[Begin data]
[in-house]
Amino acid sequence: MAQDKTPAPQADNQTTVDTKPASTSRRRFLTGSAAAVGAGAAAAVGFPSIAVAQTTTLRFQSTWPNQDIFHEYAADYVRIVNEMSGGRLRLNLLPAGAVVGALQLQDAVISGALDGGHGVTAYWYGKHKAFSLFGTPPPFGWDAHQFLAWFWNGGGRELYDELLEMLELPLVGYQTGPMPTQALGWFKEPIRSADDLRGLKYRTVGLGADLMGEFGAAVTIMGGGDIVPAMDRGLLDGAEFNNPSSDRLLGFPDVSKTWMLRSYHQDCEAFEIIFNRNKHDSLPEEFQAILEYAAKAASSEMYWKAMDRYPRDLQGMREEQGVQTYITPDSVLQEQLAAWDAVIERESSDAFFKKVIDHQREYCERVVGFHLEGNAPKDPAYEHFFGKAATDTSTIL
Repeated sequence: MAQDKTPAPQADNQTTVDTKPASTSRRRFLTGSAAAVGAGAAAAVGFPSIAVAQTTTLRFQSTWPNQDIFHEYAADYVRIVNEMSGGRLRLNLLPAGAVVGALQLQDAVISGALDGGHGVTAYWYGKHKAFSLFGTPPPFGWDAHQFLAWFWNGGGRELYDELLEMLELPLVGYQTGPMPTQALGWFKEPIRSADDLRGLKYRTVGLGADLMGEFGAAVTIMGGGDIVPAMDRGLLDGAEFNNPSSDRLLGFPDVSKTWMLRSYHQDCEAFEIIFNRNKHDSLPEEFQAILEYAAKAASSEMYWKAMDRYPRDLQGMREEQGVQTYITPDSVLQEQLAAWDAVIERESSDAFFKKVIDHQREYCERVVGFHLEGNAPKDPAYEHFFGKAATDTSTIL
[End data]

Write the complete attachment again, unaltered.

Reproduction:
[in-house]
Amino acid sequence: MAQDKTPAPQADNQTTVDTKPASTSRRRFLTGSAAAVGAGAAAAVGFPSIAVAQTTTLRFQSTWPNQDIFHEYAADYVRIVNEMSGGRLRLNLLPAGAVVGALQLQDAVISGALDGGHGVTAYWYGKHKAFSLFGTPPPFGWDAHQFLAWFWNGGGRELYDELLEMLELPLVGYQTGPMPTQALGWFKEPIRSADDLRGLKYRTVGLGADLMGEFGAAVTIMGGGDIVPAMDRGLLDGAEFNNPSSDRLLGFPDVSKTWMLRSYHQDCEAFEIIFNRNKHDSLPEEFQAILEYAAKAASSEMYWKAMDRYPRDLQGMREEQGVQTYITPDSVLQEQLAAWDAVIERESSDAFFKKVIDHQREYCERVVGFHLEGNAPKDPAYEHFFGKAATDTSTIL
Repeated sequence: MAQDKTPAPQADNQTTVDTKPASTSRRRFLTGSAAAVGAGAAAAVGFPSIAVAQTTTLRFQSTWPNQDIFHEYAADYVRIVNEMSGGRLRLNLLPAGAVVGALQLQDAVISGALDGGHGVTAYWYGKHKAFSLFGTPPPFGWDAHQFLAWFWNGGGRELYDELLEMLELPLVGYQTGPMPTQALGWFKEPIRSADDLRGLKYRTVGLGADLMGEFGAAVTIMGGGDIVPAMDRGLLDGAEFNNPSSDRLLGFPDVSKTWMLRSYHQDCEAFEIIFNRNKHDSLPEEFQAILEYAAKAASSEMYWKAMDRYPRDLQGMREEQGVQTYITPDSVLQEQLAAWDAVIERESSDAFFKKVIDHQREYCERVVGFHLEGNAPKDPAYEHFFGKAATDTSTIL